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Chris Selley: Ontario PC vote fraud allegations are bananas — and disturbingly plausible , Meteor hit

May 18th, 2018 | by Richard Paul
Chris Selley: Ontario PC vote fraud allegations are bananas — and disturbingly plausible , Meteor hit
Business and Finance

Committee Update


Chris Selley: Ontario PC vote fraud allegations are bananas — and disturbingly plausible

An astonishing number of partisans seem willing to tolerate this behaviour — the way it’s always been, you know? In a general election, people would go to prison

A sign for the private 407 ETR toll highway in Ontario.Veronica Henri/Postmedia

Canadian politicians who insist we need stricter identification requirements for voting in general elections are often dismissed as cranks, or simply partisans looking to suppress unfriendly votes. And indeed, there seems to be remarkably little evidence of voter fraud occurring in Canada: Who can forget Conservative MP Brad Butt’s claim in the House of Commons to have seen evil campaigns scooping up discarded voter cards in apartment building lobbies to be distributed to fraudulent voters, only to “clarify” later that it was something someone told him “anecdotally?” (People say a lot of stuff anecdotally in politics.)

But the Ontario Progressive Conservatives are currently coming to grips with a far more complex and devious scenario: it is alleged that someone stole 60,000 names, addresses and phone numbers from the privately-owned Highway 407 ETR’s internal systems and distributed or sold the data to a couple of dozen candidates in GTA nomination races. Those campaigns then sold fake party memberships under the stolen names, mocked up identification that met the party’s requirements (which do not include photo ID), and paid international students $200 a pop to vote under these fraudulent identities.

That’s the story, anyway; and for now, that’s all it is.

The most incredible thing about it, though, is how plausible it is. Whereas it is difficult to imagine someone attempting voter fraud on such a scale in a general election, it’s not at all when it comes to local ridings and party leadership campaigns.

Amidst the chaos of Patrick Brown’s departure, when the PCs’ membership list was revealed to be an unholy mess, people within the party would often chuckle ruefully about “fake Sikhs” and other questionable-to-fraudulent populations that had shown up during the previous leadership campaign. The tone of these conversations, generally, was “s–t happens, what are you gonna do?”


Similar allegations dogged Maxime Bernier’s campaign for the federal Conservative leadership, in which he was aided by several veterans of Brown’s leadership campaign. This rumoured scheme involved signing up members without their knowledge, paying with prepaid credit cards. A supporter of Kevin O’Leary’s campaign, meanwhile, was accused of straight-up buying people memberships.

All the other candidates swooned in supposed shock. The party ended up cutting 1,300 names from the membership rolls. But then it was all water under the bridge — except perhaps for Bernier, who has (credibly) accused Andrew Scheer of winning thanks to “fake Conservative” voters who really just wanted to protect supply management in the dairy industry.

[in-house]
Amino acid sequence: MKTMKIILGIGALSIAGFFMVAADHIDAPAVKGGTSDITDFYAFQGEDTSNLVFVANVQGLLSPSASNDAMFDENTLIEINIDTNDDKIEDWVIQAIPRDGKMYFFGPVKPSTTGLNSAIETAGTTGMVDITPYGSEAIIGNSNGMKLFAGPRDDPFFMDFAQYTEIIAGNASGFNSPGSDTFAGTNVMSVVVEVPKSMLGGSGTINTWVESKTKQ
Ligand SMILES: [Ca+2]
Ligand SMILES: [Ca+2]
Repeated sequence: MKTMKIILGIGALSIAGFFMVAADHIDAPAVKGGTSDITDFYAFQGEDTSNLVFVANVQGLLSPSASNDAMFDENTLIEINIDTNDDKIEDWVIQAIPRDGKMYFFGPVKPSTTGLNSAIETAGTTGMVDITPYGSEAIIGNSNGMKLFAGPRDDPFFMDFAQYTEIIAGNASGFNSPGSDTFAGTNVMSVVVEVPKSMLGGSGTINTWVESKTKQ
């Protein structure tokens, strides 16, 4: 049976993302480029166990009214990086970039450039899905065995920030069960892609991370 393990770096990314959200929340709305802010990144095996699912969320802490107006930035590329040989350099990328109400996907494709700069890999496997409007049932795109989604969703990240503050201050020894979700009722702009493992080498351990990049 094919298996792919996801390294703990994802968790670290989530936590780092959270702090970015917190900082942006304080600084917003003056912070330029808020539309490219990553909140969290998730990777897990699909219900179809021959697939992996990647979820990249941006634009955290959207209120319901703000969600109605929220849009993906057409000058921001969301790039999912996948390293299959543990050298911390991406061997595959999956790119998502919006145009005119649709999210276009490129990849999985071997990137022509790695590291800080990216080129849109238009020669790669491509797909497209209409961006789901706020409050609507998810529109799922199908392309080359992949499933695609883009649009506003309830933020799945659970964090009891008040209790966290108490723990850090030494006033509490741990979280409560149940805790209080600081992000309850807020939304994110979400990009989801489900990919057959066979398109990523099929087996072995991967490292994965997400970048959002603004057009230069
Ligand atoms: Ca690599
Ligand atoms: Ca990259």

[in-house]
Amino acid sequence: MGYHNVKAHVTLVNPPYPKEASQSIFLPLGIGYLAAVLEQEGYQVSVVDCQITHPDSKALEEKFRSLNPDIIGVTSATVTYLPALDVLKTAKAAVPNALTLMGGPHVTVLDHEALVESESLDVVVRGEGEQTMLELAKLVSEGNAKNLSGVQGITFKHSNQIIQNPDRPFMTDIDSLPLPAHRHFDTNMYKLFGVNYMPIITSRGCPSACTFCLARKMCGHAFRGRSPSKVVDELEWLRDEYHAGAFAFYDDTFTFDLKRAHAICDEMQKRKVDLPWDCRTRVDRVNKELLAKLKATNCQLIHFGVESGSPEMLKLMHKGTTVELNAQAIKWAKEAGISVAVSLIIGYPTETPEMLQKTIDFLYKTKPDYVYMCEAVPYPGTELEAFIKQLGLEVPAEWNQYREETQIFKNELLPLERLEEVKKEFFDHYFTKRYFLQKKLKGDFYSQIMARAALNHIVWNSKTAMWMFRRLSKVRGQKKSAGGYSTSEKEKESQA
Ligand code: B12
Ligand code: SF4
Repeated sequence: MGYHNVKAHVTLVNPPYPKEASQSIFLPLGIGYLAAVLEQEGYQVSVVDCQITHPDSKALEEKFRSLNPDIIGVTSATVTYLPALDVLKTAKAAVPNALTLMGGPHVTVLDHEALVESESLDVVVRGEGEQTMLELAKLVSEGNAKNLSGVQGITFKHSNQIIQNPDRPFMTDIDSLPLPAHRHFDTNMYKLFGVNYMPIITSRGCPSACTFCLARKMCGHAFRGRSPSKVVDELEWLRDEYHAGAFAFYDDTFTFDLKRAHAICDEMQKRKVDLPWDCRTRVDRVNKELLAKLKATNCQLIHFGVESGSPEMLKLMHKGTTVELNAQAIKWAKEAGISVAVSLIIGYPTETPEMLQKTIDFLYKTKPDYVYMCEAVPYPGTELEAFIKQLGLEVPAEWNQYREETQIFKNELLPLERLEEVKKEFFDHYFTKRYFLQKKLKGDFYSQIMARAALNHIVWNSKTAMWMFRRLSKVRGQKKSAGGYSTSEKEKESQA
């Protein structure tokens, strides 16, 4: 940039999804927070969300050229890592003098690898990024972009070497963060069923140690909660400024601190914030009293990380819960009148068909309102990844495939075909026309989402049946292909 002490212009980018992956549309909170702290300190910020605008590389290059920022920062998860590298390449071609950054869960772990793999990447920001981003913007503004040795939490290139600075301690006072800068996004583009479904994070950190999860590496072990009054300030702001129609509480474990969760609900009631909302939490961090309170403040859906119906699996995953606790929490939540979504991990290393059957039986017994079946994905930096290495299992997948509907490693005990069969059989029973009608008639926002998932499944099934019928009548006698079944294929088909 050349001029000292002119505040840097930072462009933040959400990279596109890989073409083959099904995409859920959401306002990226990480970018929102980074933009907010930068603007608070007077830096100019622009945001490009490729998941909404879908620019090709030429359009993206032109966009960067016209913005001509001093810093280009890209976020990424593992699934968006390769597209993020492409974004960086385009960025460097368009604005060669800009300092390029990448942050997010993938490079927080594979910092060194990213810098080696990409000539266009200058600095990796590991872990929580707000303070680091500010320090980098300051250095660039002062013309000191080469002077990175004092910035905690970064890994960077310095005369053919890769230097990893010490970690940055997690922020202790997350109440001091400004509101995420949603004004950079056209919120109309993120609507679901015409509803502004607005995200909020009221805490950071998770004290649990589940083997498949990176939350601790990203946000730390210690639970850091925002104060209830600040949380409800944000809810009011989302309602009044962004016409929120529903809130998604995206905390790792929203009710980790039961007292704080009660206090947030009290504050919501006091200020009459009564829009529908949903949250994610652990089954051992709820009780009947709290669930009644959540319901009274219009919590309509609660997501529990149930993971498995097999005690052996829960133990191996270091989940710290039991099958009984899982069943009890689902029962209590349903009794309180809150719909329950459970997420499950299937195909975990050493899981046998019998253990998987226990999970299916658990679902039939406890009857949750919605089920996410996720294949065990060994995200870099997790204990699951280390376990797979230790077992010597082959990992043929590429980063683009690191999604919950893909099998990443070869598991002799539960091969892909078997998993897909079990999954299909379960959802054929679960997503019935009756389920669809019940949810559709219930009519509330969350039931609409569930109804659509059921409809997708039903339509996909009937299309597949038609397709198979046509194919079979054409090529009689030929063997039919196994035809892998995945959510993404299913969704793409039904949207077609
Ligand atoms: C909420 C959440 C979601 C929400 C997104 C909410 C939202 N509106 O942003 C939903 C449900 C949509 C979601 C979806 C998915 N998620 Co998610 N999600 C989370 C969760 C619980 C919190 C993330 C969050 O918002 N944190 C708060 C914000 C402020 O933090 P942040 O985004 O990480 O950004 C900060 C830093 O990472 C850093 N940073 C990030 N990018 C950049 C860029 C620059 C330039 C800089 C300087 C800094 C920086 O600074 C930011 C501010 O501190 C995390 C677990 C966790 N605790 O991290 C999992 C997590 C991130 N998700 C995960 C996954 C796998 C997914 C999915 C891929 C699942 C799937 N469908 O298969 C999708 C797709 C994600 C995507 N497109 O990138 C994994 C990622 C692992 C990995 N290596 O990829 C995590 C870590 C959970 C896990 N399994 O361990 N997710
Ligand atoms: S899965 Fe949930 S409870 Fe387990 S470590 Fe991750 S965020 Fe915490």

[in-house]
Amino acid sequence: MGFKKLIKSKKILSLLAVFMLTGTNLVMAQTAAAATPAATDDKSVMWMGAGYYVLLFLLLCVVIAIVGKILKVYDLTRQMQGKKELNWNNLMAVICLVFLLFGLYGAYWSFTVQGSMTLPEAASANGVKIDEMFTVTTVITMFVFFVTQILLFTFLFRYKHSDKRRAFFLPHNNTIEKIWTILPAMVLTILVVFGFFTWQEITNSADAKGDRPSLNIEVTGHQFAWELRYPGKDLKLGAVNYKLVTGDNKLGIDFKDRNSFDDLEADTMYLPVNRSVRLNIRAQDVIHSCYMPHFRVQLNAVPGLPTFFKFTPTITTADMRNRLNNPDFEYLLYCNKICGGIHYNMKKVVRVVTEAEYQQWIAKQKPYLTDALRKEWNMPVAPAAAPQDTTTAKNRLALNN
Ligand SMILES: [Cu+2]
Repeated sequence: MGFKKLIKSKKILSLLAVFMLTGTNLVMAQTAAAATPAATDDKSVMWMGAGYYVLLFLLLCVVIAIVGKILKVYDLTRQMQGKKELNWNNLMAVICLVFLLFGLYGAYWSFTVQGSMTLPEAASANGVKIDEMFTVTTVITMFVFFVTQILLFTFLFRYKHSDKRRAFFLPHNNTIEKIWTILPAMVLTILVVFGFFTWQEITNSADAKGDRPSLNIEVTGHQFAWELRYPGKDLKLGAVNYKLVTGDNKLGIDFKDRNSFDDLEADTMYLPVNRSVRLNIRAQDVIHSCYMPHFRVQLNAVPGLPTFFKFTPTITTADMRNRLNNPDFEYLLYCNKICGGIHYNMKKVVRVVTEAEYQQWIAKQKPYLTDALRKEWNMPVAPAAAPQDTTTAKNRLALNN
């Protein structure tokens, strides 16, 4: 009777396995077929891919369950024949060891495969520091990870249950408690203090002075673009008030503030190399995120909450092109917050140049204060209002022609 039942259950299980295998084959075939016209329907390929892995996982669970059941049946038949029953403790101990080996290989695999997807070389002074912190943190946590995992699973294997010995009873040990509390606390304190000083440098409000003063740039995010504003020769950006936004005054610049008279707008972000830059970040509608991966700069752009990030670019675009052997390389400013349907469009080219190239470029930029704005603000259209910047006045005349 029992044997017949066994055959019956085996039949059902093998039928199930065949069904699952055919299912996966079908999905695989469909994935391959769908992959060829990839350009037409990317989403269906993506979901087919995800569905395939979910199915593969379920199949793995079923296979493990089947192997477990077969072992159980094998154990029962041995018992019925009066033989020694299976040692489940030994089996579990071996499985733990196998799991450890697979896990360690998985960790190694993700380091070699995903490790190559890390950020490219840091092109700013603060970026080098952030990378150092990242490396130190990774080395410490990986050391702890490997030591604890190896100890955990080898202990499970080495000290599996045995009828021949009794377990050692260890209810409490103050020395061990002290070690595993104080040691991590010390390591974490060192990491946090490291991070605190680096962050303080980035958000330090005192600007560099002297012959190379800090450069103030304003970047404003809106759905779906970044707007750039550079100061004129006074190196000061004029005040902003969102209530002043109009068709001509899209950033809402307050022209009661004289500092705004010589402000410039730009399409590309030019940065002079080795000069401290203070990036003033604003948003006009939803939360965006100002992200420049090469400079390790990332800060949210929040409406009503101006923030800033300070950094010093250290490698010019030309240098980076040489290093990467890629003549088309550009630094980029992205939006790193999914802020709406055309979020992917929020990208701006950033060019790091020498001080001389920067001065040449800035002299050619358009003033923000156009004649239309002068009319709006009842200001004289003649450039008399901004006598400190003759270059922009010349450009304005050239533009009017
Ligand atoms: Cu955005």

This sort of behaviour is hardly new. During the Canadian Alliance leadership race in 2000, candidate Tom Long famously apologized for his organizers in Quebec signing up hundreds of fake members.

It’s bananas. It’s Third World nonsense

“You have to do it properly,” an unnamed senior Conservative told the National Post’s Sheldon Alberts then, amazingly. “You have to secure a name of a dead person and (register) that name (with) a known friendly address … and after that you can phone in. But the Gaspé guys thought they could make a fast buck by registering false individuals.”

I don’t know if this is more of a problem in conservative parties, or whether we just hear more about it for some reason. But it’s bananas. It’s Third World nonsense. And an astonishing number of partisans seem willing to tolerate it with a nudge and a wink — the way it’s always been, you know? This is behaviour that would quite rightly land people in prison during a general election.

How much practical difference it makes is open for debate. A “real” Conservative voter who has no interest whatsoever in the Conservative Party of Canada beyond protecting his dairy concern isn’t all that much faker than a “fake” Conservative voter who’s sitting at home in blissful ignorance while someone else votes in his name. But surely this just highlights the insanity of this model of grassroots participation: sell as many memberships as you can, however you can, seeking no commitment other than to vote for the guy selling it for whatever office he’s seeking. How could that not lead to bad results?

The Ontario Tories have been on a wild ride since Brown’s meltdown. It may yet culminate in a thumping majority government. But if any party has cause to take a second look at this membership model, it’s them. If this 407 ETR scam is borne out in the next couple of weeks, it could leave a heck of a bruise.

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